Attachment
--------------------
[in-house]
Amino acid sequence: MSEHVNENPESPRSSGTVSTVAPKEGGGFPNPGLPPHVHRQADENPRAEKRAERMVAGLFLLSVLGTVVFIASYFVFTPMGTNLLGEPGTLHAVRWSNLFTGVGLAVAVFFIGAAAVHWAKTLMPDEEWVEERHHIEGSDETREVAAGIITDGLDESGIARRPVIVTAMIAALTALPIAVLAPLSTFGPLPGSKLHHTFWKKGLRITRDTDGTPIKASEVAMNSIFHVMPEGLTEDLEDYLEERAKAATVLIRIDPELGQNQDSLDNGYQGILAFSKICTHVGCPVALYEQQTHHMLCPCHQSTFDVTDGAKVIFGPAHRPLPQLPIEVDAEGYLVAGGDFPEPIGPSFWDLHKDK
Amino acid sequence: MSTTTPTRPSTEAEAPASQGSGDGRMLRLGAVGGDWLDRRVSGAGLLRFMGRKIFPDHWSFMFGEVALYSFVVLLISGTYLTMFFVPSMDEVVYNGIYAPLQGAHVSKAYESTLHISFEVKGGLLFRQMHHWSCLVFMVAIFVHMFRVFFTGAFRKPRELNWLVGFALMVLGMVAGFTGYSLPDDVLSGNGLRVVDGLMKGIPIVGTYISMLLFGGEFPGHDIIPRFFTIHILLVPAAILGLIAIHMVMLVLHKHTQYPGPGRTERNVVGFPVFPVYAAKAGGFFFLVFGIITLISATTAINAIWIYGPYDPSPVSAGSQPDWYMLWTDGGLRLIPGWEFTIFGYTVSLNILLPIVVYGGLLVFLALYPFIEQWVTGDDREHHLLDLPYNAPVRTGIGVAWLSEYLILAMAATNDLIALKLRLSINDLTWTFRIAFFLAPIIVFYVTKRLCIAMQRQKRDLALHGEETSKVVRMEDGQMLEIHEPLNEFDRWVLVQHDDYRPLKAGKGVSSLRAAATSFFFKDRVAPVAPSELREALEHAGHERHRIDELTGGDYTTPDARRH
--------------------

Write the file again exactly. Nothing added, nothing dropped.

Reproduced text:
[in-house]
Amino acid sequence: MSEHVNENPESPRSSGTVSTVAPKEGGGFPNPGLPPHVHRQADENPRAEKRAERMVAGLFLLSVLGTVVFIASYFVFTPMGTNLLGEPGTLHAVRWSNLFTGVGLAVAVFFIGAAAVHWAKTLMPDEEWVEERHHIEGSDETREVAAGIITDGLDESGIARRPVIVTAMIAALTALPIAVLAPLSTFGPLPGSKLHHTFWKKGLRITRDTDGTPIKASEVAMNSIFHVMPEGLTEDLEDYLEERAKAATVLIRIDPELGQNQDSLDNGYQGILAFSKICTHVGCPVALYEQQTHHMLCPCHQSTFDVTDGAKVIFGPAHRPLPQLPIEVDAEGYLVAGGDFPEPIGPSFWDLHKDK
Amino acid sequence: MSTTTPTRPSTEAEAPASQGSGDGRMLRLGAVGGDWLDRRVSGAGLLRFMGRKIFPDHWSFMFGEVALYSFVVLLISGTYLTMFFVPSMDEVVYNGIYAPLQGAHVSKAYESTLHISFEVKGGLLFRQMHHWSCLVFMVAIFVHMFRVFFTGAFRKPRELNWLVGFALMVLGMVAGFTGYSLPDDVLSGNGLRVVDGLMKGIPIVGTYISMLLFGGEFPGHDIIPRFFTIHILLVPAAILGLIAIHMVMLVLHKHTQYPGPGRTERNVVGFPVFPVYAAKAGGFFFLVFGIITLISATTAINAIWIYGPYDPSPVSAGSQPDWYMLWTDGGLRLIPGWEFTIFGYTVSLNILLPIVVYGGLLVFLALYPFIEQWVTGDDREHHLLDLPYNAPVRTGIGVAWLSEYLILAMAATNDLIALKLRLSINDLTWTFRIAFFLAPIIVFYVTKRLCIAMQRQKRDLALHGEETSKVVRMEDGQMLEIHEPLNEFDRWVLVQHDDYRPLKAGKGVSSLRAAATSFFFKDRVAPVAPSELREALEHAGHERHRIDELTGGDYTTPDARRH